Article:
"I have to see you and Mr. Wells. I have to see you right now."
"Well, where are you?"
"In the lobby!"
He came up the stairs, and I said, "What's the matter?" and Howard said he'd been talking on the phone for the last hour and 20 minutes to Paul Richards, the general manager of the Houston club.
Howard said, "Richards said to me, 'Well, how much would it take to get you to sign with the Houston club?' I finally decided that if I put the money up real high, the Houston club would back off. So I said the lowest money I would possibly take would be 120 thousand. And Richards said, 'I just signed you.' I said, 'What do you mean?' And Richards said, 'If you want 120 thousand, that's what you're going to get from the Houston ball club, so I just signed you.' "
Howard told Richards no, he hadn't meant that. So then Richards said that Howard's word was no good. So now Howard wanted to sign with us, with the Dodgers. Right then. He was really excited. I said, "What kind of money are we talking about?"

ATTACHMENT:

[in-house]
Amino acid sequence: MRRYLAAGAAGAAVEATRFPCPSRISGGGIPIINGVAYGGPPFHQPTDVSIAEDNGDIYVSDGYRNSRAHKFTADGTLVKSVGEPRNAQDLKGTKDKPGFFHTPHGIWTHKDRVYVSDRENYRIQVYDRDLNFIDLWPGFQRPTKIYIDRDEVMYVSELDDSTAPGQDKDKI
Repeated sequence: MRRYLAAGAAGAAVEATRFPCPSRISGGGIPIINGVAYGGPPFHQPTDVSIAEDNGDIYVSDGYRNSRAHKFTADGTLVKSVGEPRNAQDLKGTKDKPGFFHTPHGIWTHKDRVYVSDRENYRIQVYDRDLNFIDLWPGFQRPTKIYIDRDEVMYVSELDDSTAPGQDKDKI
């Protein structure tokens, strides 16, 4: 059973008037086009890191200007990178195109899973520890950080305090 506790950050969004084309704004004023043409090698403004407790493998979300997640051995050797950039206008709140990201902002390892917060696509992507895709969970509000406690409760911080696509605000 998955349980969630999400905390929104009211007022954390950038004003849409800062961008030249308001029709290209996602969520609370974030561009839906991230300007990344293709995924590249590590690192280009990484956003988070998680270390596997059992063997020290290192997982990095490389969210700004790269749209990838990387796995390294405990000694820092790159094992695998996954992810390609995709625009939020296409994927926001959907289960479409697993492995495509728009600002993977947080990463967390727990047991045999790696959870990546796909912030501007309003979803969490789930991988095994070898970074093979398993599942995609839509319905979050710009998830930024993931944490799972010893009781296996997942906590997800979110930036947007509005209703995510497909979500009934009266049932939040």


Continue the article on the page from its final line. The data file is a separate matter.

He said, "If you guys right now will give me a $100,000 bonus and an additional $8,000, I'll sign right now."
He was 21 years old. That was an awful lot of money back then. Wells or I said, "Well, why the odd figure?"
He said he wanted $100,000 for himself and an extra $8,000 to make a down payment on a home for his mother and dad. So Bert and I went into the bathroom, and Bert said, "What do you think?" We were supposed to go only to $90,000, but Wells and I usually had the leeway of about $10,000, and what the hell's the difference between 90 and 108, anyway? There's no difference. So we went out and said, "You got it."
I never worked for a club that didn't have any money, or I couldn't have signed any players. It wouldn't have been any fun.